Geometry and Placement of Acoustical Treatment

Geometry and Placement of Acoustical Treatment

The positioning of sound absorbing finishes has a great bearing on the effectiveness of the acoustic properties. Incorrect placement can reveal and accentuate unwanted sounds.

In lecture halls projections in the ceiling surface should not be used, as this can produce a delayed echo unless absorbent.   

Mutually acute angled surfaces should both be fitted with sound absorbents.   

In rooms with large ceiling height, both ceiling and wall surfaces located above normal storey height must be treated. To prevent flutter echo between parallel walls absorbers should be used on the whole wall surface of at least one wall in large rooms.  

Adjoining rooms with shared opening may act as sound amplifiers in relation to each other. Sound absorbent treatment need to be fitted in both rooms.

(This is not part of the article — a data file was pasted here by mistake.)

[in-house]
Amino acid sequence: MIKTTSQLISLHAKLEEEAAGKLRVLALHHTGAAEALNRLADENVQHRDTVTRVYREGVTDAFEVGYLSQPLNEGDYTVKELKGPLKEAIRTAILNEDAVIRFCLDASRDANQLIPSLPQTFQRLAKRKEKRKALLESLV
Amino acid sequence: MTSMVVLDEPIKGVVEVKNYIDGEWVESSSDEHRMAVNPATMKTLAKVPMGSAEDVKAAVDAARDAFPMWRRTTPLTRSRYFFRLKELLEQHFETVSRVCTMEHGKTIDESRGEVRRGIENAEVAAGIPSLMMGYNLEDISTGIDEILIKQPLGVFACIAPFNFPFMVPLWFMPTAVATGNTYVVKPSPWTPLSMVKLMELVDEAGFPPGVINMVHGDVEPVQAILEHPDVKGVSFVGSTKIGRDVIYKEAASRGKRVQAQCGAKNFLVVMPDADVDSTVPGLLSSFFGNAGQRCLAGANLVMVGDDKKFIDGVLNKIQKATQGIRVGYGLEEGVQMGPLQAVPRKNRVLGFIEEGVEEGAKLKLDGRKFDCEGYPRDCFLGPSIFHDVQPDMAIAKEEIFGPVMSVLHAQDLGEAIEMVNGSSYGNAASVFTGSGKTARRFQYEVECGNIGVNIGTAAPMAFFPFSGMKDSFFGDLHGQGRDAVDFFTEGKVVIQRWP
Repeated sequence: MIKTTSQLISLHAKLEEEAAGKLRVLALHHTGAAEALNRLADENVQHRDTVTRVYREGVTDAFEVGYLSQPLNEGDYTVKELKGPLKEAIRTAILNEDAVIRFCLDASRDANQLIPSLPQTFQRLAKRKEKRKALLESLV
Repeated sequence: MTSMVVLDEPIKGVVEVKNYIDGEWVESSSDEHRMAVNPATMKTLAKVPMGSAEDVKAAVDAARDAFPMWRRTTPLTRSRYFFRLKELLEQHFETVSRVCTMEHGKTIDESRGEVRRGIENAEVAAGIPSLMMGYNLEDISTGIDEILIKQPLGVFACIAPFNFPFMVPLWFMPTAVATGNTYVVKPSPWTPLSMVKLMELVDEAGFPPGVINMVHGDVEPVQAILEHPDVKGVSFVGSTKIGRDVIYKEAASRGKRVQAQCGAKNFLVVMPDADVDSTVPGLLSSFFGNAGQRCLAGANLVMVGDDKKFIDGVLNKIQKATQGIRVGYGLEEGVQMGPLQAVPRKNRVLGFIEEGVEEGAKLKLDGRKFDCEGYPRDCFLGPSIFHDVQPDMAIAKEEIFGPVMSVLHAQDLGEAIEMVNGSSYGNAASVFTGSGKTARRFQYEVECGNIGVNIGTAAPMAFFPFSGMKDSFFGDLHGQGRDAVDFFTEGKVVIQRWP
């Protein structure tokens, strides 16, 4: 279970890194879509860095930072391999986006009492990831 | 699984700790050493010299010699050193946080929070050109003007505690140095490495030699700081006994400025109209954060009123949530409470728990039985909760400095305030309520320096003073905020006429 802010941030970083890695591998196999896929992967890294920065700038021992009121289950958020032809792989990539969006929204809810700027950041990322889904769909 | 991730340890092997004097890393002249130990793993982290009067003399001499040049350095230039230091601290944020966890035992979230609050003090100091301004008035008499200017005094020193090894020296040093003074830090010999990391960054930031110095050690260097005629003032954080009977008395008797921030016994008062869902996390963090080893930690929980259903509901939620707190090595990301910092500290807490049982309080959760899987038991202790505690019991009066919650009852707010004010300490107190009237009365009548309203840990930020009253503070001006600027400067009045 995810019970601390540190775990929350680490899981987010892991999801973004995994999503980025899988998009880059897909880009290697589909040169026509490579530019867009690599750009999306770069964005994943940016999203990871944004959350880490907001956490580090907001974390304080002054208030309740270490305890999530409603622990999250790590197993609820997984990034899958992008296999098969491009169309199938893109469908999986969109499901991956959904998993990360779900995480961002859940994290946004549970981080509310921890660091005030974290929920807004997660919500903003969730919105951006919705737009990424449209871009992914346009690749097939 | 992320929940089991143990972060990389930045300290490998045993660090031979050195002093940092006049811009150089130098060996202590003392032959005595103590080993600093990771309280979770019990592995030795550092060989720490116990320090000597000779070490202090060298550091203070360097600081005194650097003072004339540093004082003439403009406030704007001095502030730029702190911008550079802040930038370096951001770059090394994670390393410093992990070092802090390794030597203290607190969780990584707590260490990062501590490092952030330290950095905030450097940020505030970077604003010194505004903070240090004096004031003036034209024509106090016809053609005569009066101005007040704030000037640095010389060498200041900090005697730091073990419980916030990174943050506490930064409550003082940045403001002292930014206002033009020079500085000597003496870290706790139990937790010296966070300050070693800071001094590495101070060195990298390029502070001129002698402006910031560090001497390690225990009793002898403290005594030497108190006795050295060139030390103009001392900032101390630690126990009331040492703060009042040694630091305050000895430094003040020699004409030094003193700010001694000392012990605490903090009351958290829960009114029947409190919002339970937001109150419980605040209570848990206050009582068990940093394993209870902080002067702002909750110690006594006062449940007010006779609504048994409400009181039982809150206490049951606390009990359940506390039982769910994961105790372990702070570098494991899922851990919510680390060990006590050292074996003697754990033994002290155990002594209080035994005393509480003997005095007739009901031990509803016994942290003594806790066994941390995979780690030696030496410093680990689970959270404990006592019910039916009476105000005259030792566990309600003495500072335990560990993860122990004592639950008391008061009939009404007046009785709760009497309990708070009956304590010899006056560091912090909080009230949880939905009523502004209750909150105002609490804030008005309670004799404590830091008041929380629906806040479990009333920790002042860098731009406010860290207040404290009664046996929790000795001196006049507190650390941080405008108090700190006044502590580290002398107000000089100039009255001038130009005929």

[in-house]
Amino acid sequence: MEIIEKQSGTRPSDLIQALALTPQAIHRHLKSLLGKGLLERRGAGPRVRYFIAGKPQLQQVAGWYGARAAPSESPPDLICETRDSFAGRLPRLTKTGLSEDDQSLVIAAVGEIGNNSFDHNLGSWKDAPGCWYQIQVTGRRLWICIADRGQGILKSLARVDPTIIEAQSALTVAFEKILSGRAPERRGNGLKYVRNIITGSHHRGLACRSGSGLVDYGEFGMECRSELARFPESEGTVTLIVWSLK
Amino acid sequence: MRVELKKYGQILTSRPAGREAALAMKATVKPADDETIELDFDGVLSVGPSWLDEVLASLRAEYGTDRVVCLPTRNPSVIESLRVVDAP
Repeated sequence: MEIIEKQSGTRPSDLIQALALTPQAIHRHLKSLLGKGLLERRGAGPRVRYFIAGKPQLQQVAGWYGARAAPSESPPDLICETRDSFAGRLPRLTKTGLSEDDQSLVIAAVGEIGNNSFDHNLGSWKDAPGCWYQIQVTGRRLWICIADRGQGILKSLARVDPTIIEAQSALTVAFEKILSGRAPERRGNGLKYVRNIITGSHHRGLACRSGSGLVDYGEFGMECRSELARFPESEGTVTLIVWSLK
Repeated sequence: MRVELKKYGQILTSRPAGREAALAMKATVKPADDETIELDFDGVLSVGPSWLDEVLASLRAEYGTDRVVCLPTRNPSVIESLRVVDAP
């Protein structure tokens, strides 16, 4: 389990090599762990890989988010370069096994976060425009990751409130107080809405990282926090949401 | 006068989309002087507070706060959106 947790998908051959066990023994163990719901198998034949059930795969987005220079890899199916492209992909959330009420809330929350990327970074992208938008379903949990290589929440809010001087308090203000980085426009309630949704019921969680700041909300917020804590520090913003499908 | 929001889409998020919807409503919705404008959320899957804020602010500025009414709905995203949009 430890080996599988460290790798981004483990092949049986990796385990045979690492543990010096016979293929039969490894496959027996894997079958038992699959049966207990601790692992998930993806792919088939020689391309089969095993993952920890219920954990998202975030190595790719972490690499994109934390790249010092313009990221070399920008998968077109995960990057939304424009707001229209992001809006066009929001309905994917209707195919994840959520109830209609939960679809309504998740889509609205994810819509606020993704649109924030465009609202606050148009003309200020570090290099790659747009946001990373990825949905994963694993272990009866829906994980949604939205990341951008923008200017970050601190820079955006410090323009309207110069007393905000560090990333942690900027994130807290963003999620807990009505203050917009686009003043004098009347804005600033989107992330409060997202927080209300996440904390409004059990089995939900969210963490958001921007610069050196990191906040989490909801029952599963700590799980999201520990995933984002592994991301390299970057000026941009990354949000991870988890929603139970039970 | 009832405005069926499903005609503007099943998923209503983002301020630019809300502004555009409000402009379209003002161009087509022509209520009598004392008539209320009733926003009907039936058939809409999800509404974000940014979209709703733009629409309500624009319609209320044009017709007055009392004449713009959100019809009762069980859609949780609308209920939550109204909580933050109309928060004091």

Don’t position quiet rooms next to active spaces with long reverberation times. Use a transitional room to act as an acoustic buffer and treat it with absorbent finishes. 

Conference rooms or auditoria must not only emphasize the speaker's sound but also attenuate unwanted reflections. Use hard reflective panels above the speaker and position absorbent surfaces opposite the speaker.   

Domes, rotundas or cradle vaults have strong focal points and normal sound can be heard as powerful echoes. In order to limit this effect place the focal point high over head or treat the surface with sound absorbing finishes to eliminate reflections.

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